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Harlequin - A Knitted Memory

By Ashleylister @ashleylister
Harlequin  -  A Knitted Memory

From Wikipedia – ‘The oldest versions of the word harlequin – the Middle Dutch hellekijn and the Old French hellequin, reference hell and a mean kind of demon. In the translation from French to English, the harlequin lost his demonic quality and became a clown.’

My maternal grandmother was college educated, bright and well-informed. I would doubt that she was aware of the above, but I would love it if she had been when she knitted my grandfather a slip-over in the harlequin pattern. The subtle sentiment would have suited her. She was an exemplary knitter. The color changes of grey, bottle green, navy and maroon were perfectly matched and blended, the end result better than any shop-bought machine-made knitwear. My grandfather wore it nearly every day.

By the time I was on the scene and taking notice, Nanna had worked as a secretary, left to marry Grandad and raised a family. By now they were running a pub and later helping my aunt to run hers. They bickered constantly, only being polite to each other when they were downstairs in the bar. There was never an obvious cause for a fall-out, not to me anyway. They had an active social life as a couple, they went away on holiday or on trips and the usual things that people do. They took me to Butlin’s a few times when I was a child, often with my aunt’s extended family from Ireland. We were a close family. I remember Nanna having the upper hand and Grandad conceding in their everyday spats.

When I was older, I learnt from my aunt that Grandad had given Nanna the run around on more than one occasion during their marriage and she held him on all sorts of ultimatums. They were married for fifty-three years. Up to now, I have been unable to prove any of the misdemeanours. Everyone has passed away, so no one to ask and only me who is interested enough to have another search occasionally. Truth or fiction, it hardly matters really.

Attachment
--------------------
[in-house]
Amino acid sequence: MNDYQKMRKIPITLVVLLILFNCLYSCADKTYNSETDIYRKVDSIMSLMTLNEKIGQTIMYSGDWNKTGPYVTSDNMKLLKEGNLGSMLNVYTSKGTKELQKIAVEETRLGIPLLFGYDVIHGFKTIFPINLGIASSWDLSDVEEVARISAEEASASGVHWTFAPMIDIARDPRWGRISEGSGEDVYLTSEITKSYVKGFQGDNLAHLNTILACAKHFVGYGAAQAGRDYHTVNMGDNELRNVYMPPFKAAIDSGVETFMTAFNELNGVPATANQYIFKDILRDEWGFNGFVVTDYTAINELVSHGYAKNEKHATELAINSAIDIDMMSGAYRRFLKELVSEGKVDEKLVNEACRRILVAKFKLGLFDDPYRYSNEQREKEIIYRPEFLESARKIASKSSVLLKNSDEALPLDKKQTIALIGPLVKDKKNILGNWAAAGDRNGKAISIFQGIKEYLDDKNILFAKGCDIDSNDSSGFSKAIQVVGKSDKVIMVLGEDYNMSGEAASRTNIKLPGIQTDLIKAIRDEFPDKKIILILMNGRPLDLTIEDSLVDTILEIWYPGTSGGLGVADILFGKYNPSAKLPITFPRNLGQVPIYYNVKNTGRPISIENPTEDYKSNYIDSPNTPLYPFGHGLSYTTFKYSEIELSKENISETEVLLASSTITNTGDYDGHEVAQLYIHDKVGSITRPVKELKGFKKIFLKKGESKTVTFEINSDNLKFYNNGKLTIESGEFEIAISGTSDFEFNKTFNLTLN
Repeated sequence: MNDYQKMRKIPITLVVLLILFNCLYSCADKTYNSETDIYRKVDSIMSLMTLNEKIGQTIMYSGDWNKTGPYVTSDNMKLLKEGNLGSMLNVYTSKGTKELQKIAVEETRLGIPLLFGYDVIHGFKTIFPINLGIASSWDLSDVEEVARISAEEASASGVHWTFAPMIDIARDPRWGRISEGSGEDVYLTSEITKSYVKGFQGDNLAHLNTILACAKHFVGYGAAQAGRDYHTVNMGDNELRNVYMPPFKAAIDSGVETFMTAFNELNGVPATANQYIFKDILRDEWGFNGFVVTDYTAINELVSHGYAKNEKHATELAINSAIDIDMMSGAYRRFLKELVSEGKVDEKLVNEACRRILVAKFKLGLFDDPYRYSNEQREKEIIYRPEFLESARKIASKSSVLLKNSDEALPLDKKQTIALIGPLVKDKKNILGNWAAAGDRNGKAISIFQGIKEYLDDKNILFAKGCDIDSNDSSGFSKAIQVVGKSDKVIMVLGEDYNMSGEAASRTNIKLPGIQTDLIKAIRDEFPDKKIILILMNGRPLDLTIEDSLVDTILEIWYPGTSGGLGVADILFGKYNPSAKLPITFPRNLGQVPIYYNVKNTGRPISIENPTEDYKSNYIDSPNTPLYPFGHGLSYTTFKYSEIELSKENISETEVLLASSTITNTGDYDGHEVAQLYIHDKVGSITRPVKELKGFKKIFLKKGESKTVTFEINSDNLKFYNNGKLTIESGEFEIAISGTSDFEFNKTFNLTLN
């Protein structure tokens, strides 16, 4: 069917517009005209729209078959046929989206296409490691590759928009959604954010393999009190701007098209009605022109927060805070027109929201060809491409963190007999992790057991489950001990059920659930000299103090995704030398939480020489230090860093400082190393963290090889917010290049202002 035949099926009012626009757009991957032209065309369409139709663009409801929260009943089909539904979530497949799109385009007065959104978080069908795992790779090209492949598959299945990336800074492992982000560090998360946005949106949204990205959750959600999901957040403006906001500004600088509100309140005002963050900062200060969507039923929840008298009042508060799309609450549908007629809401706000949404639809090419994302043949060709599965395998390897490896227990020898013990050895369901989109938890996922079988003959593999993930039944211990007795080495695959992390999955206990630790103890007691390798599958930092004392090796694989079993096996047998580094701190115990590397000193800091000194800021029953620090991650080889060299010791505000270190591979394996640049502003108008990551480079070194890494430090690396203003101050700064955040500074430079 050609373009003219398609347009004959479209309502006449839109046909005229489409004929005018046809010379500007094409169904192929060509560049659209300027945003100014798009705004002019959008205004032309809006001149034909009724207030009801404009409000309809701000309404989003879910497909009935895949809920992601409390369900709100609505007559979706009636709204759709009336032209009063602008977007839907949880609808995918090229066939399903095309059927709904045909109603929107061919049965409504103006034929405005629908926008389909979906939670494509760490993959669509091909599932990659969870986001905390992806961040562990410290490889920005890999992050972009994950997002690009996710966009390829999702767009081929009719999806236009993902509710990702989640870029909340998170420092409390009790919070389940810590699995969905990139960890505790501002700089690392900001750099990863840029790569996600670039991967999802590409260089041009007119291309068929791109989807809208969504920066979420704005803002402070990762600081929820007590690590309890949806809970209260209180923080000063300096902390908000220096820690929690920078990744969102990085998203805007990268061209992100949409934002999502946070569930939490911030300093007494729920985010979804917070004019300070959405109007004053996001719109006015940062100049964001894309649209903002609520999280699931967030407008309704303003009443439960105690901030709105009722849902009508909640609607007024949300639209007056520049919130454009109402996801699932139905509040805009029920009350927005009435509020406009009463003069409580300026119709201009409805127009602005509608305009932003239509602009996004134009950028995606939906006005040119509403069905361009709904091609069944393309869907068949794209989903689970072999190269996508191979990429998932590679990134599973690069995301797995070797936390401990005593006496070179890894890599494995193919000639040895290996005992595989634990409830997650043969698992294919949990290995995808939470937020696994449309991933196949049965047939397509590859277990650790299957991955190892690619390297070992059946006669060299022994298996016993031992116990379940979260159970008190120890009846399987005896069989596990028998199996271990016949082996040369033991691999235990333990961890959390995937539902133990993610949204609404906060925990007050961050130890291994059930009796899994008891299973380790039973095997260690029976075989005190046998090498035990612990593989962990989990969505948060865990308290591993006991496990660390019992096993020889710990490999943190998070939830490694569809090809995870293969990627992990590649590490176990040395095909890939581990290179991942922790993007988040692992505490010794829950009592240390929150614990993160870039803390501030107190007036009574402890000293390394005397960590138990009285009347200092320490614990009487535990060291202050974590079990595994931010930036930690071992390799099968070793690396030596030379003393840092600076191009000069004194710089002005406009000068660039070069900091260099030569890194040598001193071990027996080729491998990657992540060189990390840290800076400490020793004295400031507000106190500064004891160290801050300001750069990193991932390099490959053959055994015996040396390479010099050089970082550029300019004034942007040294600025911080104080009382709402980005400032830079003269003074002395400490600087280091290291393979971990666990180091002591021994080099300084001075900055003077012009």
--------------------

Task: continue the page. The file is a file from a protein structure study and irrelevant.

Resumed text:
What does matter is that I adored them and I knew they loved me, and of course, my sister, too. Nanna taught me to knit, something I do all the time. I mastered crochet after she’d died, though could never do it when she tried to teach me, with more patience than she ever had for anyone else. I’ve tried harlequin pattern and I can do it, but it’s fiddly, time consuming and better off left with the lady who turned it into a work of art.

Nanna was a strong minded woman, northern grit. She’d survived two world wars, an errant husband, the death of a three year old daughter and the death of a thirty-five year old daughter (my mum) and somehow kept going. I’ve said many times that I wish I had a fraction of her strength, and that of my great grandmother.

I have my grandfather’s rocking chair. It’s a shame that I don’t have his slip-over.

My Haiku poem,

Grandad’s rocking chair

Now lives upstairs in our house

Recovered to match,

But not re-varnished,

So my hands rest on the arms

Same as his once did,

While he read his book

Or scanned the morning paper,

Keeping to himself.

My nanna was cross,

I’d heard her berating him.

It was just their way.

I’m sure she still cared.

She knitted his slip-over

And kept tabs on him.

She kept her tongue sharp

Behind Golden Wedding smiles.

Hiding the heartbreak.

PMW 2022

(As I typed the year, I realised it is 100 years since they got married, bless them.)

Thanks for reading, Pam x

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